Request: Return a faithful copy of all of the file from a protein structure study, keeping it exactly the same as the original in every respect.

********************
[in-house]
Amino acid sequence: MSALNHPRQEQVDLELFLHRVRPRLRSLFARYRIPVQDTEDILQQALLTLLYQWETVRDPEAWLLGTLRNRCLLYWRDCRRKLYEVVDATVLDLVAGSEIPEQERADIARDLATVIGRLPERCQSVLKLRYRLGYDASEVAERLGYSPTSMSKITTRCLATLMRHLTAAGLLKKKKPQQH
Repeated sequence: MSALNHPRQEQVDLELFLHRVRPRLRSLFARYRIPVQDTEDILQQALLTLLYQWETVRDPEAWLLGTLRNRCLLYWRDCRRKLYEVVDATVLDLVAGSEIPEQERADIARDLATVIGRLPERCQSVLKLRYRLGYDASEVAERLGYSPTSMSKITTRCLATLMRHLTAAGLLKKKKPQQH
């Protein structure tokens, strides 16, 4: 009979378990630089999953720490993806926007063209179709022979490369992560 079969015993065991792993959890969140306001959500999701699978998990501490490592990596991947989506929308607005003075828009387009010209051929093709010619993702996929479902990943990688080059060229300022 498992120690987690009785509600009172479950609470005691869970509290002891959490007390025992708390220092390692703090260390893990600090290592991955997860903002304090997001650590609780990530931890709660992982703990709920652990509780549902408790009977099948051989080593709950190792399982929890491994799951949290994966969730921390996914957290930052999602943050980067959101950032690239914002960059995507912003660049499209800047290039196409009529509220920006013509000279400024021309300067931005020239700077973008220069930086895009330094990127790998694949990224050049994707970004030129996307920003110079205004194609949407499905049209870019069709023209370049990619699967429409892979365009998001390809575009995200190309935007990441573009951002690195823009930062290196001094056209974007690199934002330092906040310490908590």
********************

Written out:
[in-house]
Amino acid sequence: MSALNHPRQEQVDLELFLHRVRPRLRSLFARYRIPVQDTEDILQQALLTLLYQWETVRDPEAWLLGTLRNRCLLYWRDCRRKLYEVVDATVLDLVAGSEIPEQERADIARDLATVIGRLPERCQSVLKLRYRLGYDASEVAERLGYSPTSMSKITTRCLATLMRHLTAAGLLKKKKPQQH
Repeated sequence: MSALNHPRQEQVDLELFLHRVRPRLRSLFARYRIPVQDTEDILQQALLTLLYQWETVRDPEAWLLGTLRNRCLLYWRDCRRKLYEVVDATVLDLVAGSEIPEQERADIARDLATVIGRLPERCQSVLKLRYRLGYDASEVAERLGYSPTSMSKITTRCLATLMRHLTAAGLLKKKKPQQH
């Protein structure tokens, strides 16, 4: 009979378990630089999953720490993806926007063209179709022979490369992560 079969015993065991792993959890969140306001959500999701699978998990501490490592990596991947989506929308607005003075828009387009010209051929093709010619993702996929479902990943990688080059060229300022 498992120690987690009785509600009172479950609470005691869970509290002891959490007390025992708390220092390692703090260390893990600090290592991955997860903002304090997001650590609780990530931890709660992982703990709920652990509780549902408790009977099948051989080593709950190792399982929890491994799951949290994966969730921390996914957290930052999602943050980067959101950032690239914002960059995507912003660049499209800047290039196409009529509220920006013509000279400024021309300067931005020239700077973008220069930086895009330094990127790998694949990224050049994707970004030129996307920003110079205004194609949407499905049209870019069709023209370049990619699967429409892979365009998001390809575009995200190309935007990441573009951002690195823009930062290196001094056209974007690199934002330092906040310490908590």